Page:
Cairde were pleased with the Commissioners genuine and sympathetic response to our concerns and she reaffirmed our shared view that no community on Merseyside should be subject to racist and sectarian abuse or intimidation on the scale experienced by members of the Irish community in recent times. The Commissioner also gave an undertaking that the Irish community would be involved in community consultative forums which are currently being reviewed. The Commissioner affirmed that Merseyside  Police operational tactics for Irish parades/marches this year have been reviewed in light of the events of 2012 and should restore Irish community confidence.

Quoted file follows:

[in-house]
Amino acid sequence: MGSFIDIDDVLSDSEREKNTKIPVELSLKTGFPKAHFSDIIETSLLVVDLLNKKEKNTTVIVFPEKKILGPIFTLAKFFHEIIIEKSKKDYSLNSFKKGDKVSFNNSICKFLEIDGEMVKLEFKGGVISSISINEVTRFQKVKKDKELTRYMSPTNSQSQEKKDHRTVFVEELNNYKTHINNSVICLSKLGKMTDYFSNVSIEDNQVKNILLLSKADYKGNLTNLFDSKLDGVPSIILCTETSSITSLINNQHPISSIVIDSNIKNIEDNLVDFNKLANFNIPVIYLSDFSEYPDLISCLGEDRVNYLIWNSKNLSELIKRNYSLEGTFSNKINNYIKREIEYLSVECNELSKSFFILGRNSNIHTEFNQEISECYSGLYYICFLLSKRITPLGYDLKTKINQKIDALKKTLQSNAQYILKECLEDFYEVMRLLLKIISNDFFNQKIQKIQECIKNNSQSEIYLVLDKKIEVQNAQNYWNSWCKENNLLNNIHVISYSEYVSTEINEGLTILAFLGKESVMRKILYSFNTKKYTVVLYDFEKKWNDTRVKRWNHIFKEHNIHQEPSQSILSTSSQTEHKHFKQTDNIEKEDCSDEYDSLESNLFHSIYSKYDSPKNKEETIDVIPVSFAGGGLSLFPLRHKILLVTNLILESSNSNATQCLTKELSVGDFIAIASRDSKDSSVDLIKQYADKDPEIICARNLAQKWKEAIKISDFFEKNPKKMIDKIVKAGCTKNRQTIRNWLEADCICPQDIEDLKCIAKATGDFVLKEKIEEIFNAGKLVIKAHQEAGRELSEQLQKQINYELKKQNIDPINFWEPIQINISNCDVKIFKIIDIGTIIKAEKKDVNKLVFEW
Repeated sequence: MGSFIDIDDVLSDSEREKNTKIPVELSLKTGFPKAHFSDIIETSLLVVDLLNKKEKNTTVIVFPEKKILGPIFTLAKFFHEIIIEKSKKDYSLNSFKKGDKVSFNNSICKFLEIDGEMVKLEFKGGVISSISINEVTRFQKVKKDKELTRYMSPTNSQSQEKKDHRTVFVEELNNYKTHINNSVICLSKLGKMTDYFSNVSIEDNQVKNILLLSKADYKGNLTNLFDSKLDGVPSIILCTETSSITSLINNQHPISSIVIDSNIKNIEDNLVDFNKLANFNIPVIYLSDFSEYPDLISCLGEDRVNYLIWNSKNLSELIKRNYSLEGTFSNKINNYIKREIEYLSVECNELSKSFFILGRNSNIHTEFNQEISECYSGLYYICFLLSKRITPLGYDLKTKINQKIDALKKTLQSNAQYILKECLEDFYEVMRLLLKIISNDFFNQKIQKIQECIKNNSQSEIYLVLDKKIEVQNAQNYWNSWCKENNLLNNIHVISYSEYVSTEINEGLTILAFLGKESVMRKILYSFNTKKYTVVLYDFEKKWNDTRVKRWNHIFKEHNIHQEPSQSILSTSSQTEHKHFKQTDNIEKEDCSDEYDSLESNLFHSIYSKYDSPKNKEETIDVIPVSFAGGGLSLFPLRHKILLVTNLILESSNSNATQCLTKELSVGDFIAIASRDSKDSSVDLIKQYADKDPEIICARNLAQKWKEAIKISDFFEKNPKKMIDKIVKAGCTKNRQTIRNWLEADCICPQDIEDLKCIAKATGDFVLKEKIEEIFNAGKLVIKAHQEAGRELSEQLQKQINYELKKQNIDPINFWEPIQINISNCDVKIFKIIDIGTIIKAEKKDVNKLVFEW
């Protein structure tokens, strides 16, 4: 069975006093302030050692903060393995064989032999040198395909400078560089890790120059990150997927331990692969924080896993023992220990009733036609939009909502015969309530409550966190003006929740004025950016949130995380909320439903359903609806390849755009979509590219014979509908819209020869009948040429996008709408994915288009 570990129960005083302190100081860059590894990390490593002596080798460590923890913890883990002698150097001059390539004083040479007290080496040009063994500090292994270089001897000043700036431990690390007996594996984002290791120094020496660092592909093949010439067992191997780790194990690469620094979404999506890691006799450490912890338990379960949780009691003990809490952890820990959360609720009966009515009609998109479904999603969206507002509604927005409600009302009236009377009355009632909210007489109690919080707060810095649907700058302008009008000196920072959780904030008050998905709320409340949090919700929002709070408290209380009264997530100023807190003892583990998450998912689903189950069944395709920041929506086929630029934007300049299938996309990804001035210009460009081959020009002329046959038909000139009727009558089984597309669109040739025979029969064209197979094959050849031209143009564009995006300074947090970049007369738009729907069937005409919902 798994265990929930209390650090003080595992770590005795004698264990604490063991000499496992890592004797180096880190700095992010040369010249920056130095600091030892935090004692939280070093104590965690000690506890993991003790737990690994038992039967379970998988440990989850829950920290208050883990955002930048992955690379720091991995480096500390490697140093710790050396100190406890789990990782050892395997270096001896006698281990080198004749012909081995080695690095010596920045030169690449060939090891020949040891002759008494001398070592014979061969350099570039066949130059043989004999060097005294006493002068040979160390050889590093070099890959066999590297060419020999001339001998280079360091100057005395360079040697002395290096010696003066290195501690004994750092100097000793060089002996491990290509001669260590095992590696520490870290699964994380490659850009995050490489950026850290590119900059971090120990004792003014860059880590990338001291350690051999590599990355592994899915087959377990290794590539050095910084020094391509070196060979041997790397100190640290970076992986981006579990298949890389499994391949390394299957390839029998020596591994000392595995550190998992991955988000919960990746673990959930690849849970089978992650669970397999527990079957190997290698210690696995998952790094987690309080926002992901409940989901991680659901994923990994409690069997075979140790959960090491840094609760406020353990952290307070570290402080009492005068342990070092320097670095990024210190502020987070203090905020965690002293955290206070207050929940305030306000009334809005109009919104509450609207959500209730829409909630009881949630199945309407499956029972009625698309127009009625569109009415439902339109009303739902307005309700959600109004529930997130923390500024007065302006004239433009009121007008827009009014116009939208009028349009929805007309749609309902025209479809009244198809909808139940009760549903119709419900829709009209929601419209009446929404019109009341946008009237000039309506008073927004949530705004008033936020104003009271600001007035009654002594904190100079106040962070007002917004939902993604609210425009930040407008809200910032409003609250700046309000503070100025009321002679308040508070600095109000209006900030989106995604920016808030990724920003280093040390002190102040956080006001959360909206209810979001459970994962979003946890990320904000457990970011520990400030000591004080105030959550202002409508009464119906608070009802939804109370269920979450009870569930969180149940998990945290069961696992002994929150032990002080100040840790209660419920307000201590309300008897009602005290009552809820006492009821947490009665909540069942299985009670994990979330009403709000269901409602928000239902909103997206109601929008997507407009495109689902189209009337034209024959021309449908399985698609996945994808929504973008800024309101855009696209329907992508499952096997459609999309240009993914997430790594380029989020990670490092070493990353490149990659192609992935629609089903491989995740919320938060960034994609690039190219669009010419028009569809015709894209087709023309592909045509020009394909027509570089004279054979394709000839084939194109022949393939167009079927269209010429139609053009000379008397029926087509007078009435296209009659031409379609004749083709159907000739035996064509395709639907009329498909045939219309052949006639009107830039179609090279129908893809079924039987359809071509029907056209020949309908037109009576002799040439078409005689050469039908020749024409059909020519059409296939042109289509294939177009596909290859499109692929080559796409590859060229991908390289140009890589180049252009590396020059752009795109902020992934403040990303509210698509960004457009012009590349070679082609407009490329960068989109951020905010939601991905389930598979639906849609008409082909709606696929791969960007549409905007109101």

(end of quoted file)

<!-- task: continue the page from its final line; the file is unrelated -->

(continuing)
The Cairde delegation specifically raised concerns about recent applications made under the Freedom of Information Act asking Merseyside Police to provide numbers of victims and incidents of hate crimes targeting Irish people across the Merseyside area, to include those specifically targeted as a result of either their Irish nationality or ethnicity for each year between 2009-2012. The Cairde delegation highlighted that over 20 individual reports of anti-Irish hate crime where reported to Merseyside Police from members of the Irish Community involved in parades/marches during 2012,  yet figures from Merseyside Police suggest there was only 1 incident reported and contradict a previous FOI request for figures between 2011-2012 which found over 11?? Full details of these requests are available via The Commissioner agreed to look into this and clarify how Merseyside Police are recording anti-Irish hate crime.